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This page is dedicated to Rich Morse, longtime friend and wonderfully creative founder of the Button Box, who passed far too soon. See the Tribute Wiki for stories and pictures from his life.
Melodeon: improving an imperfect world?

The melodeon (or "button box" or just "box") is a small accordion whose keyboard is laid out in rows of buttons. Its small size and loud volume make it great for outdoor situations, and like many people I learned to play it for Morris dancing. Each row is like a harmonica, with the notes of a major scale arranged compactly (without accidentals) so you get different notes pushing and pulling the bellows.

Most Morris musicians play a 2-row D/G box, meaning you can play easily in the keys of D and G, uneasily in nearby keys, and not at all in faraway keys like A flat.

The upside: within the walled garden of a few keys and chords you're a big rich orchestra of sound in a nice light box. The downside: when you venture out of the garden to the wide world of other music, suddenly everything is difficult.

This page is the story of my attempt to expand the garden a little, to develop an expanded D/G layout which preserves the benefits of the original while allowing a wider range of tunes to be played easily. (I'm not the first to try this—see for example the keyboard layouts at melodeon.net.)

If you want to skip the gory details, here's my "improved" layout as a PDF.

Warning: the following is rather arcane if you've never played the melodeon.

The problems

Anybody who plays a D/G melodeon for a while starts to wish for notes and chords that aren't there. You can't play low notes like C and B that show up in a lot of fiddle tunes. You only have D pushing, so if you want an A or E minor chord you're out of luck. Likewise you only have E, C, and C# pulling, so if you want a G or B chord, too bad.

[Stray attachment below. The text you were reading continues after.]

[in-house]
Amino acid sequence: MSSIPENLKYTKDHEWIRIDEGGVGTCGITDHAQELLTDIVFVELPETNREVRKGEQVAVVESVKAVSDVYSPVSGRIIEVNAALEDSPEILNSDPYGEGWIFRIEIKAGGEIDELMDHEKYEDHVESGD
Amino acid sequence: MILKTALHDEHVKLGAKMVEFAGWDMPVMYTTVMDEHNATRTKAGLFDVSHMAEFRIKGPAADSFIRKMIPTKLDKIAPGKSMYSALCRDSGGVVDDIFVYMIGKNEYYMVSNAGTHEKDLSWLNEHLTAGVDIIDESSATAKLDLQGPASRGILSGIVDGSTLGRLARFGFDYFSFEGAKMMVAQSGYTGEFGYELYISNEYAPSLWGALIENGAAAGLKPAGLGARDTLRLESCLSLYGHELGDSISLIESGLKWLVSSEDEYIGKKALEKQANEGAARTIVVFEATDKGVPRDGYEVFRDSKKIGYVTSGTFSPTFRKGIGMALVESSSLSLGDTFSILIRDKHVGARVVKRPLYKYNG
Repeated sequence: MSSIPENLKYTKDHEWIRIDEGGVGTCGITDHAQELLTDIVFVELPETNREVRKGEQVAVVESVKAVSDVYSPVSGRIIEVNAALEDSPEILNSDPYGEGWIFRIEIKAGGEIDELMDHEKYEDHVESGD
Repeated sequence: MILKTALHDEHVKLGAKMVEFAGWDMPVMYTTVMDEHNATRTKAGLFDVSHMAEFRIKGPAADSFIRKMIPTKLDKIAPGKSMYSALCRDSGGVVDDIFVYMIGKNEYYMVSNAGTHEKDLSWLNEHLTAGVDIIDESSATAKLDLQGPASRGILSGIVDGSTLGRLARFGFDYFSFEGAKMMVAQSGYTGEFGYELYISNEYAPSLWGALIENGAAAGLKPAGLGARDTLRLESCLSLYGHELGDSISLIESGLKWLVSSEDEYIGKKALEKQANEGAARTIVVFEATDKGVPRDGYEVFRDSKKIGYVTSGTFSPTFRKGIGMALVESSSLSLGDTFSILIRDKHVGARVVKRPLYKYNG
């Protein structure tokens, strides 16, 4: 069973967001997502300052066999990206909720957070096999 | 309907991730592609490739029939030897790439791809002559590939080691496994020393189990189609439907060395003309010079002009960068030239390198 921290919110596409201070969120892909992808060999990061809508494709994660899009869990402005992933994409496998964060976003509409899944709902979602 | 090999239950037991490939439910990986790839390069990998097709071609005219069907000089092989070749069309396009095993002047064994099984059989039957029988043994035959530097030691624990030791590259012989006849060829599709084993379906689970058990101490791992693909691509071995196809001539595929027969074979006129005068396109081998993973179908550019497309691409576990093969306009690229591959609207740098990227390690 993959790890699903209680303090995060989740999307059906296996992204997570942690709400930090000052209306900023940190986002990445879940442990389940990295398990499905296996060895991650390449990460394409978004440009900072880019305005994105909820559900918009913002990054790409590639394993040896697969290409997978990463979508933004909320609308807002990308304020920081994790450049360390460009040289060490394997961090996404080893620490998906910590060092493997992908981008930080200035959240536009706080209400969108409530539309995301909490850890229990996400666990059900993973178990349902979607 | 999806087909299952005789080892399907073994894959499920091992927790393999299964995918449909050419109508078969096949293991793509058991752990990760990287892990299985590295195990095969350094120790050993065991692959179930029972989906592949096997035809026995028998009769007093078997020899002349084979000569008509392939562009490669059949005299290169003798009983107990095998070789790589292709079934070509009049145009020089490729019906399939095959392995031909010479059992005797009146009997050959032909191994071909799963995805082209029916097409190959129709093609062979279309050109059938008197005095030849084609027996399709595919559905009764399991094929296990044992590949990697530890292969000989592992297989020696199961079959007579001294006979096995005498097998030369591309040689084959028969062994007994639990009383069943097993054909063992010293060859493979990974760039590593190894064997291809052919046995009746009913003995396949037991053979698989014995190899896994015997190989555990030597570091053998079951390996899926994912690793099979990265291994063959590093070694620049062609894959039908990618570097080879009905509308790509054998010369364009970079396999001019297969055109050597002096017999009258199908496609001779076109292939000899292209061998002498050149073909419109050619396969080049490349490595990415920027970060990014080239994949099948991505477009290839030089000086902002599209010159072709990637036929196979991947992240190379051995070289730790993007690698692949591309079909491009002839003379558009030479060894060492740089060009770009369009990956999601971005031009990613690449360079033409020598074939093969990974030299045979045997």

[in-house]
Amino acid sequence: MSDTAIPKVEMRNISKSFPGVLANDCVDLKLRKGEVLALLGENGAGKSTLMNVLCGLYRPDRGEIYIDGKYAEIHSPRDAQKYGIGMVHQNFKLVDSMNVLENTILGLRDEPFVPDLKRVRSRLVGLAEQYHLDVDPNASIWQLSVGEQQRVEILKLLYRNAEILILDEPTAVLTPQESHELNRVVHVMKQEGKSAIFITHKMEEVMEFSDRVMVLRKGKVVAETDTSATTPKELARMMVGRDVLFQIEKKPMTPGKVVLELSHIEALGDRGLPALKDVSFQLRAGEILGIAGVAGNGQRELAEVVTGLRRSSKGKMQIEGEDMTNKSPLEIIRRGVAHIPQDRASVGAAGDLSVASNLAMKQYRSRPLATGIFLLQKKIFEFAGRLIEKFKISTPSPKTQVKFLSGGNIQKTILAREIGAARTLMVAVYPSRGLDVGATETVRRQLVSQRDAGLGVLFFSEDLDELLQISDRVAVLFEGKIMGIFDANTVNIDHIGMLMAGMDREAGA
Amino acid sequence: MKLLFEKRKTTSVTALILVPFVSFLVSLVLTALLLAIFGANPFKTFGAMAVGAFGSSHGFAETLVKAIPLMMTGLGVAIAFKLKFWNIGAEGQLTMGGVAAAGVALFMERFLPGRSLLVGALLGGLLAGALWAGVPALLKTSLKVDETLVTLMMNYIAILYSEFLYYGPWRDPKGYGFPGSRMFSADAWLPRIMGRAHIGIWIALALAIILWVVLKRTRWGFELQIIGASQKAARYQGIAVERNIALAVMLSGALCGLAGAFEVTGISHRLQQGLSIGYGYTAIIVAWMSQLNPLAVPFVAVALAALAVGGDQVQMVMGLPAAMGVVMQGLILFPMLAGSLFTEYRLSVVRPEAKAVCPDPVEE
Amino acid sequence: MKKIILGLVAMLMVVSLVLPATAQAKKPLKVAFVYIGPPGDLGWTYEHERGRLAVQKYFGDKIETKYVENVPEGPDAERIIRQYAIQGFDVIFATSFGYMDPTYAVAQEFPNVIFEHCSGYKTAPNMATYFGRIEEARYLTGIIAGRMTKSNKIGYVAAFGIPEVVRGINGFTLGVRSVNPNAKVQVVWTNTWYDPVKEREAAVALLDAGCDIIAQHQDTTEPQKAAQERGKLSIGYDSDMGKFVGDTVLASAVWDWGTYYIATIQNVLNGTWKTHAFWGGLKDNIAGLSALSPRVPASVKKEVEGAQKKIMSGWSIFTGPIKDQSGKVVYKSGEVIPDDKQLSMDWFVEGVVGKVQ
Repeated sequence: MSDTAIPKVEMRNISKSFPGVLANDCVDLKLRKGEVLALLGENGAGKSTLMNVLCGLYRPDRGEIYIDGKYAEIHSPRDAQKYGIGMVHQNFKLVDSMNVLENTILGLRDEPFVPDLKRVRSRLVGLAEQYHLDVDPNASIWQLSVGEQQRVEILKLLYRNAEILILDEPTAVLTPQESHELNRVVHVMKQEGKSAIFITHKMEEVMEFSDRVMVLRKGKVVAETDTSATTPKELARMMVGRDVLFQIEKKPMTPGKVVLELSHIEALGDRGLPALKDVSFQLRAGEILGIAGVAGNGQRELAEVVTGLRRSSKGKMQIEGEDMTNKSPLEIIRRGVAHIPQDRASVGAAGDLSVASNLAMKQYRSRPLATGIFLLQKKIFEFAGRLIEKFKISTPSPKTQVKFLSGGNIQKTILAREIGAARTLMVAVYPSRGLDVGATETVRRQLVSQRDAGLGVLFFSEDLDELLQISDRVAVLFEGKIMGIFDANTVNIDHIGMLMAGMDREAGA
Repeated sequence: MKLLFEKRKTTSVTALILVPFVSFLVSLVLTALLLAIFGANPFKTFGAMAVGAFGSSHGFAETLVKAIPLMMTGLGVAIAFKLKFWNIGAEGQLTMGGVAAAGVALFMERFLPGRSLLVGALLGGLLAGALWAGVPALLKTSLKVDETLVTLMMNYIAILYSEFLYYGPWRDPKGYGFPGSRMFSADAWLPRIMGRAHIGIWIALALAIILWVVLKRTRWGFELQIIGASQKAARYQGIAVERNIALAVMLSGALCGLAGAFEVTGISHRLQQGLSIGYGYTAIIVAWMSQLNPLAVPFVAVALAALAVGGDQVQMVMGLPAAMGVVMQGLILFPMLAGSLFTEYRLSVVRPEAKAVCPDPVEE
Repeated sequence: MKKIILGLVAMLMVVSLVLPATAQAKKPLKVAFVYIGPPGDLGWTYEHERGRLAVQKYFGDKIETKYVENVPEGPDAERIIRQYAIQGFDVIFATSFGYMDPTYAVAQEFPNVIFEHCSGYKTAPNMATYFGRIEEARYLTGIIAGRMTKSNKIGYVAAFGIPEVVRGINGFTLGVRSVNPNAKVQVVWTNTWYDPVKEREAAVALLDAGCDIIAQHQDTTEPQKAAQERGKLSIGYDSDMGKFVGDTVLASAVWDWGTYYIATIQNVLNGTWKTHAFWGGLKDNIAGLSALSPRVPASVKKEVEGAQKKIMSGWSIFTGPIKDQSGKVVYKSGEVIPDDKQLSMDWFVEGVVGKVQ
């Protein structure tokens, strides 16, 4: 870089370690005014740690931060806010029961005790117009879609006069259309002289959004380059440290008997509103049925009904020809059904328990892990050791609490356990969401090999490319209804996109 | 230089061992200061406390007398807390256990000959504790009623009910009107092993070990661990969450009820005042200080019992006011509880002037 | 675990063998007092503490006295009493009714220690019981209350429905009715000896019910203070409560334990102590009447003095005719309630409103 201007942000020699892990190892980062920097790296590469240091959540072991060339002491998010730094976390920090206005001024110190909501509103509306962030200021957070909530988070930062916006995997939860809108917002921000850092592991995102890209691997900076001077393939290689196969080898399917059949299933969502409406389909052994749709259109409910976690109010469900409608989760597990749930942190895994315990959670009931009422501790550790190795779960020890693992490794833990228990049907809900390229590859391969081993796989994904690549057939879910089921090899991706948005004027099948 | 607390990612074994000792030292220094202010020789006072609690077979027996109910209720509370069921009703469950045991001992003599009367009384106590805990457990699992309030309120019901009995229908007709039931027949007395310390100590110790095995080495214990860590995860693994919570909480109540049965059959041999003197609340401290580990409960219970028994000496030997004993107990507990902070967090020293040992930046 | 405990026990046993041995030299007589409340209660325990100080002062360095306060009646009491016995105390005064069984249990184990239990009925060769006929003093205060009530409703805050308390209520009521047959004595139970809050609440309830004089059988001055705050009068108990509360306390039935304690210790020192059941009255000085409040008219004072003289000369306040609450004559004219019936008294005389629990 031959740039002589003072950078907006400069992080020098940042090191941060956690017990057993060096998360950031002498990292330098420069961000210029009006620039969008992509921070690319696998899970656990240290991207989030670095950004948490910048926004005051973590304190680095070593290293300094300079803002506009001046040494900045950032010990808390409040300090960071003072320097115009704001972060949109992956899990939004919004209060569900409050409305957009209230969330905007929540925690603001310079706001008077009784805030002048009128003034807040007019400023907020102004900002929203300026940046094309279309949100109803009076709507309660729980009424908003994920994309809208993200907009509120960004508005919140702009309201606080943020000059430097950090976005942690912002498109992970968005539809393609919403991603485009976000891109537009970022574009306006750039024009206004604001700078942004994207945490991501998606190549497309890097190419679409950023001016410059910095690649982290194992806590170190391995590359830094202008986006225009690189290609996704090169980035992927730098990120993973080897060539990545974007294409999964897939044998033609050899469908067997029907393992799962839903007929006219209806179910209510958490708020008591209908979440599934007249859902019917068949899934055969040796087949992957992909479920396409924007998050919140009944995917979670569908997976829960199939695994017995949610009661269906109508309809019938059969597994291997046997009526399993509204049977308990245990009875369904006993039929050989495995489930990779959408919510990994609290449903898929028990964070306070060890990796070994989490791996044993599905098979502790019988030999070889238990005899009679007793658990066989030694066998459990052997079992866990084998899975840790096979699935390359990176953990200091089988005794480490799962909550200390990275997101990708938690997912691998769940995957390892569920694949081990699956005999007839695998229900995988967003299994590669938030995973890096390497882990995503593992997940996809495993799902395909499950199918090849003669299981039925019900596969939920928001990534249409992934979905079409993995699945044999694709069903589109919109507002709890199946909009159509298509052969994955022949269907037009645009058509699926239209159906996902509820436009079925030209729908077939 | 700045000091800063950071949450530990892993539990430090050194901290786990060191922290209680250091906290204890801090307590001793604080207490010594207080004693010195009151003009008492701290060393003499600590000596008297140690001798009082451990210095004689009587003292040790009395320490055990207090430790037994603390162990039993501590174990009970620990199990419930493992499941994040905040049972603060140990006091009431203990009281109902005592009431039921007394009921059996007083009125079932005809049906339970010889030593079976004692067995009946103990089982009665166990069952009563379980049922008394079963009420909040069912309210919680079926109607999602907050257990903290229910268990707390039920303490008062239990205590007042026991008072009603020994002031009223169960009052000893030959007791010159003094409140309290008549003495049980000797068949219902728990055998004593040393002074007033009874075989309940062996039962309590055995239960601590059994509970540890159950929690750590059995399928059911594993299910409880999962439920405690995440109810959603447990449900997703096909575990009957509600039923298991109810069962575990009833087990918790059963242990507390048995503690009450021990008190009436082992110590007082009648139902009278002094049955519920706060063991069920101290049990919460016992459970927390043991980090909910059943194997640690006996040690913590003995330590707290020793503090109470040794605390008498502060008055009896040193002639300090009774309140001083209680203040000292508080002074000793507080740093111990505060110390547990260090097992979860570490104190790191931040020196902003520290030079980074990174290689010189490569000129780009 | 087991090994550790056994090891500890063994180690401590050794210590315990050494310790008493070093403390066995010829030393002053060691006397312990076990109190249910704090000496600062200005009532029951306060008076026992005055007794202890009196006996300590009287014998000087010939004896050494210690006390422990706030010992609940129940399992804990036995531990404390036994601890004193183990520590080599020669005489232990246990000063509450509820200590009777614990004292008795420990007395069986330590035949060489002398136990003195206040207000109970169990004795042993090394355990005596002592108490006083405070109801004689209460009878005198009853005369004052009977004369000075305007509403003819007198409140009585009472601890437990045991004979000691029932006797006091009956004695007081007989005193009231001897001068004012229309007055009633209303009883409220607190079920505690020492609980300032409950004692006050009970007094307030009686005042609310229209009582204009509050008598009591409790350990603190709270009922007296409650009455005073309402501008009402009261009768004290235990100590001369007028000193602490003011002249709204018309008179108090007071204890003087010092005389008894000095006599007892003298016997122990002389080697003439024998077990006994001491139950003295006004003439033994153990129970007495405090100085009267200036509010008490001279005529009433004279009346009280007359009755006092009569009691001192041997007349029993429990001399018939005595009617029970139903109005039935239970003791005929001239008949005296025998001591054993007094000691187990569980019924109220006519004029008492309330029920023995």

And lots of great tunes use chords you don't have. You can fake B minor and A minor chords but it ain't the real thing. And there's no F chord, or E or F# minor. Finally, there aren't enough accidentals, they're in an awkward place, and sometimes they're in the wrong direction.

We fake our way around these problems (and that's part of the fun), but we yearn for something better. Some people just get a 3-row box, allowing another key and a few more chords at the expense of a heavier box, and without solving many of the above problems. Others customize a 2½-row "Club" model, not quite as heavy as a 3-row. I tried that but was still frustrated because there weren't enough extra notes!

Then I noticed that Saltarelle's Cheviot model uses the same frame as a Club, but has a full extra row rather than a half row (achieved by sacrificing one button each from the main rows). More extra notes!

Is it possible with eight extra melody buttons and four extra chord buttons to solve everything? Play fiddle tunes, have all the important notes in both directions, find accidentals in a convenient place, and have all the chords you need for D/G-centric tunes?

My solution

After a few weeks of head scratching and layout scribbling I took a deep breath and ordered a custom Cheviot. Here's the right-hand layout: